Hoppa yfir valmynd
Ministry for Foreign Affairs

Commission on Sustainable Development - 11th Session

COMMISSION ON SUSTAINABLE DEVELOPMENT
Eleventh Session

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High-Level Segment
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Statement by
H.E. Ambassador Gunnar Pálsson
Chair of Senior Arctic Officials


NEW YORK
30 April 2003


As Iceland holds the Chair of the Arctic Council, I will concentrate my remarks on how the Arctic Council can contribute to the regional implementation of the Jo'burg Plan.

The primary responsibility for implementing the Jo'burg commitments remains at the national level, as the Secretary-General points out in his report. But as he also makes clear, increased emphasis on the regional level and stronger linkages between global, regional and national endeavours are a critical element of the new CSD. This is why account should also be taken of the Arctic Council, the only truly circumpolar forum.

As a forum for sustainable development, consisting of eight member states and six indigenous peoples' organizations, in an area that covers one sixth of the earth's landmass, the Arctic Council is engaged in a number of activities pertinent to WSSD process.

In the area of the environment, the Arctic region is increasingly being referred to as a global "indicator region" for some of our most pressing concerns, such as climate change and long distance accumulation of pollutants.

One project, specifically mentioned in the Jo'burg Plan of Implementation, is the Arctic Climate Impact Assessment (ACIA). This assessment is designed to evaluate and synthesize knowledge on climate variability, climate change, and increased ultraviolet (UV) radiation and their consequences across the entire Arctic region. The goal is to provide pertinent information to policy makers and residents of the Arctic to address such changes. The ACIA could become the first comprehensive, regional assessment of climate change impacts and clearly demonstrates both the commitment and the capability of a regional organization built on the voluntary contribution of its members.

The Arctic Council's Monitoring and Assessment Program alerted the world some years ago to the surprisingly high concentrations of certain organic pollutants in humans and wildlife in the Arctic. Now, it has detected rising trends of mercury contamination in some regions of the Arctic, calling greater attention to this problem, not least in the context of the work of the United Nations Environment Programme (UNEP), which the Arctic Council is privileged to have participate regularly in its meetings.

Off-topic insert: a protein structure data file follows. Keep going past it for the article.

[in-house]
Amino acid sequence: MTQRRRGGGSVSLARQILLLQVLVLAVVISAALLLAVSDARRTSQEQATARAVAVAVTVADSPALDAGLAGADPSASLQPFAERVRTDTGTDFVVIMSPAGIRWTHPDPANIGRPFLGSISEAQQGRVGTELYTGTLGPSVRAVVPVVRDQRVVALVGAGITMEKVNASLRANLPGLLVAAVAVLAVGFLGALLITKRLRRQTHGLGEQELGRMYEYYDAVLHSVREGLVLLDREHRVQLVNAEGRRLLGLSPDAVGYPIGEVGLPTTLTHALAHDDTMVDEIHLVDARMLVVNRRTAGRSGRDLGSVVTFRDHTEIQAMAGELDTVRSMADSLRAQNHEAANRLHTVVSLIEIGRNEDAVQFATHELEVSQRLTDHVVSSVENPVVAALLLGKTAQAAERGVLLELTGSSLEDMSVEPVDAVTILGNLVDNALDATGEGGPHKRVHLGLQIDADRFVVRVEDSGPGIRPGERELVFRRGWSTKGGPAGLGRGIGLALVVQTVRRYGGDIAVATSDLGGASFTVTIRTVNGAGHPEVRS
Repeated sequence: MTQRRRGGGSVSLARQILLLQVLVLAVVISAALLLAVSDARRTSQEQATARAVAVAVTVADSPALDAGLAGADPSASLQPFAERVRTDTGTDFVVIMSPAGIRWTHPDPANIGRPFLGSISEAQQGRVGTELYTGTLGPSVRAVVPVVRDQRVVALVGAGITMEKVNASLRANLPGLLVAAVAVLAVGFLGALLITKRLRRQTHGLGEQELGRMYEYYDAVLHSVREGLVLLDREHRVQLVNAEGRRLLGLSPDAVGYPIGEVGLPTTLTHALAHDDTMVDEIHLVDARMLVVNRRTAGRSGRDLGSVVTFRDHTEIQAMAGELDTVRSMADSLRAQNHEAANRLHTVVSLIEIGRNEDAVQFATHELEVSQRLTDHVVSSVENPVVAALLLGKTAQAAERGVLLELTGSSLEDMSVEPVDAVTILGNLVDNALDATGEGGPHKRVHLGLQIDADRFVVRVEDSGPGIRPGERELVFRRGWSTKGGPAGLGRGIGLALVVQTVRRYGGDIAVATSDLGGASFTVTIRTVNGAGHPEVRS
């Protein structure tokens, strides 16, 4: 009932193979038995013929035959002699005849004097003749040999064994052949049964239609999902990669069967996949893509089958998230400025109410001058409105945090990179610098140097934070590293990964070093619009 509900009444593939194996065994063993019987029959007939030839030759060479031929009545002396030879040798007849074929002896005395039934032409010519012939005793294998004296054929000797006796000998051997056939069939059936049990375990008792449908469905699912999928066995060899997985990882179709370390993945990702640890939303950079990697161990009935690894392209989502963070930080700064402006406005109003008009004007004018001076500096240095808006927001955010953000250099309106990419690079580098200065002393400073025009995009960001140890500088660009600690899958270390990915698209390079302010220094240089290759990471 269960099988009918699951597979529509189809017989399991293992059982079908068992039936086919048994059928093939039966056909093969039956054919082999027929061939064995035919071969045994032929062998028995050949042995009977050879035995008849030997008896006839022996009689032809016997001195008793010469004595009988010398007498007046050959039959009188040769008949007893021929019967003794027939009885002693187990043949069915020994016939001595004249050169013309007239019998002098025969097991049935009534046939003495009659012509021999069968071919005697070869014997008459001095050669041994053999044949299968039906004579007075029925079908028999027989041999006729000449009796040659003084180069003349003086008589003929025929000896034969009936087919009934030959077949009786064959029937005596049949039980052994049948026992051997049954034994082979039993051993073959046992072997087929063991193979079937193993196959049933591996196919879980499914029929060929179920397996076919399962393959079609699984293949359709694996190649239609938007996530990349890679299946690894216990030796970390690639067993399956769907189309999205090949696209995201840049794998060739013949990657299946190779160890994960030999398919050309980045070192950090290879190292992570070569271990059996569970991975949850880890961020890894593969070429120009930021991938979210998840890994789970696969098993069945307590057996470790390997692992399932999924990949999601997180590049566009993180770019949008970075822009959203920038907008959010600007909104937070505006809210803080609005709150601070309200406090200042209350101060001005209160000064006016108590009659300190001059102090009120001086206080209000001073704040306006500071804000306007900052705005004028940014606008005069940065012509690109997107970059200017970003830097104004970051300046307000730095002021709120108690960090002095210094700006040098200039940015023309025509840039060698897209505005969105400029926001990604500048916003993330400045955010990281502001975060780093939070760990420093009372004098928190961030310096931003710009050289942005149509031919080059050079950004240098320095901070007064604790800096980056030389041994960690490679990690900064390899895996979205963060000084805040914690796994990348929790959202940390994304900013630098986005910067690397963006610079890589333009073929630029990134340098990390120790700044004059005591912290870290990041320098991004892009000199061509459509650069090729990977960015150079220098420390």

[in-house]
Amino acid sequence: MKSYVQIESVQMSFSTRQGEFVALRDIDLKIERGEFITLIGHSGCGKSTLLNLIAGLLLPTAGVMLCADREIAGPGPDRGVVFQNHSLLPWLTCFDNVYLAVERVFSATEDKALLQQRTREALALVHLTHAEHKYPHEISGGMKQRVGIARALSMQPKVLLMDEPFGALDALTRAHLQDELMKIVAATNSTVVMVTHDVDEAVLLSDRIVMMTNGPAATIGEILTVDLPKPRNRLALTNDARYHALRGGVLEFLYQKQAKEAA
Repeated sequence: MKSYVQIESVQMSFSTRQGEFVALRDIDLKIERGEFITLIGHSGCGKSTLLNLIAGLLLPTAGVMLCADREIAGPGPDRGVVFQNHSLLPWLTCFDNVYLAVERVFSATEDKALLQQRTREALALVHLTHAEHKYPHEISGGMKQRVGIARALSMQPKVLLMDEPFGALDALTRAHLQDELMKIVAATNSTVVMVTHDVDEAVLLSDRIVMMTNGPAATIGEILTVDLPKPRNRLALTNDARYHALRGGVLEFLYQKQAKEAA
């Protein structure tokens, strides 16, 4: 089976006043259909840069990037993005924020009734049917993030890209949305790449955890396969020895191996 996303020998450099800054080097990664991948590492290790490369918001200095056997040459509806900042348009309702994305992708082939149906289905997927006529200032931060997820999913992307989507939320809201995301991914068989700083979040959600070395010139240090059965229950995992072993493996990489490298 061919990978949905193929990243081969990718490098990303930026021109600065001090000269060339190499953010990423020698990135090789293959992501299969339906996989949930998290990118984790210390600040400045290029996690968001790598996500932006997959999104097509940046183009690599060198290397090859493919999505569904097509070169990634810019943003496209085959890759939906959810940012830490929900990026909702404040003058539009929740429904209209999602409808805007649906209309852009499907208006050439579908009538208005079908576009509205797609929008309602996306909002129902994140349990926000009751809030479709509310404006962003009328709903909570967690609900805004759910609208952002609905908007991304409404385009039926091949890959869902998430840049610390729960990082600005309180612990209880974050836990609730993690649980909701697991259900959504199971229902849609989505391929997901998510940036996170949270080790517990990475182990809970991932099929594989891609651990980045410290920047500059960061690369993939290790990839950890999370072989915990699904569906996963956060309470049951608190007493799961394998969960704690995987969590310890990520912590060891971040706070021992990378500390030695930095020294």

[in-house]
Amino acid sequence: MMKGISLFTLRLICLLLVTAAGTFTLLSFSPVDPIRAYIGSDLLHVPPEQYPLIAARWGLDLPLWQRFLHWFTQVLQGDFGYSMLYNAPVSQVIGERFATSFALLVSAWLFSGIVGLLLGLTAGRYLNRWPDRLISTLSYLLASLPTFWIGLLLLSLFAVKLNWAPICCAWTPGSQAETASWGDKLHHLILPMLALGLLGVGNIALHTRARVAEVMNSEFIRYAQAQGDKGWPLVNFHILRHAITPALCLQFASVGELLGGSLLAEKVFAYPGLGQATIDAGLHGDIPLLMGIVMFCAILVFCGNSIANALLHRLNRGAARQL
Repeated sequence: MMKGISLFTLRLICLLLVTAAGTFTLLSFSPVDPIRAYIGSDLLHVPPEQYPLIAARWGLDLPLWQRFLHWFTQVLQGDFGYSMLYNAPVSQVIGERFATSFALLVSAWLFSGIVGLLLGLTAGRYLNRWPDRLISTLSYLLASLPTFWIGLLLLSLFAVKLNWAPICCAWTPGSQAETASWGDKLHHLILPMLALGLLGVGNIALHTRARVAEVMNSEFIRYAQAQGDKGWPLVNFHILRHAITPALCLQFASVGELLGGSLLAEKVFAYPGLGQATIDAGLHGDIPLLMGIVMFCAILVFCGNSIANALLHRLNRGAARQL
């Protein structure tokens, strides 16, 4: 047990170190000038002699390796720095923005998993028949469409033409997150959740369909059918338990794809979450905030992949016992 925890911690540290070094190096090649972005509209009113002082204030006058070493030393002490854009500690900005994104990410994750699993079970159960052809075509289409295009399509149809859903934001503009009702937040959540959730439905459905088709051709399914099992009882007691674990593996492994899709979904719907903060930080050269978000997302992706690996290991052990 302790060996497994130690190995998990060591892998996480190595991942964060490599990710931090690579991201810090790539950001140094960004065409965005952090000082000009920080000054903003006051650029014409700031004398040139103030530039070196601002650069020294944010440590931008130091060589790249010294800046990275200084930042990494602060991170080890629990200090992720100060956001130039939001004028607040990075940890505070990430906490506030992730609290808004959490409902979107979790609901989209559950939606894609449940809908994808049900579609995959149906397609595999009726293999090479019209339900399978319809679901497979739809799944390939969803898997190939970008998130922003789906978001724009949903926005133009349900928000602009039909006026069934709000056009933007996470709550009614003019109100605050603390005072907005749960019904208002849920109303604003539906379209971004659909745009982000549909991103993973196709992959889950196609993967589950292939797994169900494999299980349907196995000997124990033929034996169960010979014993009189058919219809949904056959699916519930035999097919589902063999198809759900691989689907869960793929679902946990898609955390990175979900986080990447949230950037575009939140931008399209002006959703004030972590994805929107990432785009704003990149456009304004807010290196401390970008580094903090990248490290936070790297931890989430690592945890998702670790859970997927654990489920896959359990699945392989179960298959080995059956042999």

The Arctic Council contributes to the regional and national implementation of the UNEP/Global Programme of Action for the Protection of the Marine Environment from Land-based Activities (GPA). One example is active support for national action in this area by the Russian Federation.

The Arctic Council places considerable emphasis on ocean issues. Over the next two years, the Council will develop a strategic plan for the protection of the Arctic marine environment. The plan will to a large extent be based on the ecosystem approach, partly defined by the Reykjavik Declaration, the fishing nations' main contribution to the WSSD. We are convinced that the plan will also contribute to the implementation of the targets set by the WSSD.

The Arctic Council is active in the area of biodiversity and has completed a major assessment of the state of biodiversity in the region. It is also engaged in the exploration of integrated ecosystem management approaches to conserve biodiversity and to minimize habitat fragmentation in the Russian Arctic.

Turning to the social and economic pillars of sustainable development, the Arctic Council has recently committed itself to developing an action plan on sustainable development. Also, it is currently undertaking a major assessment of living conditions in the Northern region, the so-called Arctic Human Development Report, inspired in part by the human development reports of the United Nations Development Programme. By means of this assessment, we hope to achieve better understanding of human conditions in the Arctic for the benefit of both policy-makers and the people of the region.

Through those and other endeavours, a regional body like the Arctic Council is able to participate actively in the regional implementation of the Jo'burg Plan. I hope, as the CSD goes on its way to promote that plan, that it will be able to take full advantage of the contribution of the Arctic Council.

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